Son of an Ulsterman, Jackson was born in South Carolina 1767, a true-grit Southerner. Fame was first achieved by his leadership and reputation for courage in fighting the Creek Indians.Though he was young, his men called him Old Hickory. He broke up the Creeks at the Battle of Horseshoe Bend in 1814, and, inevitably took half their territory. To make a point, plenty of other white soldiers would have taken all of it.
Alabama, Georgia and Mississippi were therefore opening up with more safety for white settlers. In the Anglo-American War, now with the rank of General, he beat up the British redcoats at New Orleans in January, 1815, after which he became an American hero, and rich as well, as he bought cheaply some of the lands he had fought for successfully, and exploited them. Among other things, he dealt stupendously in slaves.
Unsurprisingly, given his reputation, he stood for President in 1828, perhaps a little elderly at sixty-one. Most US Presidents had either been southern aristos or rich East Coasters, but Jackson had risen in good American style from nothing. He wanted to give the man-in-the-street more say in government, having been inspired by Jefferson. He believed federal government should be small. The best government, he said, is one that governs least. He was against the use of public moneys to build roads, canals or railroad: ‘Let the rich guys pay . . .’ Like Jefferson again, he removed Native Americans to ‘reserves’ west of the Mississippi, and backed the State of Georgia when it refused to obey a Supreme Court ruling that moving the Cherokee (q.v.) from their lands was unconstitutional. Oddly, as he was a staunch defender of state rights, Jackson firmly opposed anything which seemed likely to break up the Union. In South Carolina, he managed to avoid what promised to be civil war for thirty years. Again, he was a hero.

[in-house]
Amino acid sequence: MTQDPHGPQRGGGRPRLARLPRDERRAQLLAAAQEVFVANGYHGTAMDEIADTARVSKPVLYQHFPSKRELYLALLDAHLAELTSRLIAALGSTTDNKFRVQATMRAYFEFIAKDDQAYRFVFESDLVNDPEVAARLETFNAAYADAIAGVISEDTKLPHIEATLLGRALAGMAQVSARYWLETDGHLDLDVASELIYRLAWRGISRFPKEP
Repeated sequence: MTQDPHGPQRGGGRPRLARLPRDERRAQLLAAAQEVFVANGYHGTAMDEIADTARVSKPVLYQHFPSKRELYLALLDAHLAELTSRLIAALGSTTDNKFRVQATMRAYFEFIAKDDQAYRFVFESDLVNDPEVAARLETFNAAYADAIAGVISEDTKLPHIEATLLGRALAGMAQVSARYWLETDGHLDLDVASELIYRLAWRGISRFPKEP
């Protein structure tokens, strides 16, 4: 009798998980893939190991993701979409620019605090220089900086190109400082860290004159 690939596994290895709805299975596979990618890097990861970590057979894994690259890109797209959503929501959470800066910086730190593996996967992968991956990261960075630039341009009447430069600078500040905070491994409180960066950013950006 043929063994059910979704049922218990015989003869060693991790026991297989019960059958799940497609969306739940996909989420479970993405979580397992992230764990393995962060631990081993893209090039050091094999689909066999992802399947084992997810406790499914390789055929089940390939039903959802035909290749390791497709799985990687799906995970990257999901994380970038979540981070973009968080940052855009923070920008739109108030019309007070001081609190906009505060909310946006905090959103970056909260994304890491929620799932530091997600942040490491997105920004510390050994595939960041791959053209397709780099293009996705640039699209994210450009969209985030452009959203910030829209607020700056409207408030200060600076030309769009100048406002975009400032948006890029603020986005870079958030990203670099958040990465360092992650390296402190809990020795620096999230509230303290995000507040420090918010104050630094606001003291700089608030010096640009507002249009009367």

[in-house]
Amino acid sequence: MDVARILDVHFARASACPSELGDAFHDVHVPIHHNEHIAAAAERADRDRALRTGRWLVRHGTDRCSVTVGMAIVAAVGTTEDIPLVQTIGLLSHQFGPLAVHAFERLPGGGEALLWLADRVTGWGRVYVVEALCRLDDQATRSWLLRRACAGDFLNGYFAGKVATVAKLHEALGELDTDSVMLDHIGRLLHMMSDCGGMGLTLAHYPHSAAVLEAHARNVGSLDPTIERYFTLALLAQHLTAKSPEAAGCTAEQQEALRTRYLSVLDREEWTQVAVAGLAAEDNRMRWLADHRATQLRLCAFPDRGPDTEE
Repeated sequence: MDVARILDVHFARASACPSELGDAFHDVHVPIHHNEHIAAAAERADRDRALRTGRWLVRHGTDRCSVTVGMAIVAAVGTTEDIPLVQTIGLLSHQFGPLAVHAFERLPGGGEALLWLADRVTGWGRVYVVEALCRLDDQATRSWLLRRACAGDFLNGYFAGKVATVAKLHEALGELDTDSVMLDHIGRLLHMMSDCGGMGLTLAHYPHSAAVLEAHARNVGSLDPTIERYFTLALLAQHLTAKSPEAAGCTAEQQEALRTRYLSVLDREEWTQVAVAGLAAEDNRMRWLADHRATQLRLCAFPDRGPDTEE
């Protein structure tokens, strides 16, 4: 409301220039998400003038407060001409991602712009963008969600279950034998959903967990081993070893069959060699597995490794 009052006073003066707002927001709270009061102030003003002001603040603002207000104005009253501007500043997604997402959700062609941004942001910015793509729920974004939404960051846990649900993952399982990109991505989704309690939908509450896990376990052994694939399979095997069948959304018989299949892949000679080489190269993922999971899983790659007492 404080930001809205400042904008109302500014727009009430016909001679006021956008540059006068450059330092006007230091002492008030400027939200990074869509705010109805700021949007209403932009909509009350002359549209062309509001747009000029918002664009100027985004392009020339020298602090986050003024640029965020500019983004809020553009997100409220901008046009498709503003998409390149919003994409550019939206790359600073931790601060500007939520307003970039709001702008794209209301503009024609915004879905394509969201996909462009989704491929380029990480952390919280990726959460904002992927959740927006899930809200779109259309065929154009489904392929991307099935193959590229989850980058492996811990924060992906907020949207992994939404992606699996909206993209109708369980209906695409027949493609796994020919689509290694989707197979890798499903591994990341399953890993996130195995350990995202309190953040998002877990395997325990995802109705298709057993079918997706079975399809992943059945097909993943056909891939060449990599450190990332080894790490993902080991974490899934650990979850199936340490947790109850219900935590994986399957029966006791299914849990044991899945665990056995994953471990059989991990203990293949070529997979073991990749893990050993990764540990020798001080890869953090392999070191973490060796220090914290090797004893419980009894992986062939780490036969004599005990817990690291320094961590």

Above all he foresaw a country where big business struggled against the rest of the country for control of both states and nation. How right he was! He had foreseen by a hundred years or so the infamous Industrial/Military Complex which would lead the United States into unwinnable wars, and the killing of a super-popular President in 1963.
Andrew Jackson was a true democrat who enorously increased the prestige and authority of the President by vetoing no less than twelve bills – more than all his predecessors had done put together.. With his friend Van Buren (who had assisted him into the Presidency) he organised and in effect founded the first modern, and nationan-based political party – the Democratic Party. It would not be wrong to say that Jackson changed the nature of American politics permanently. He died in 1845.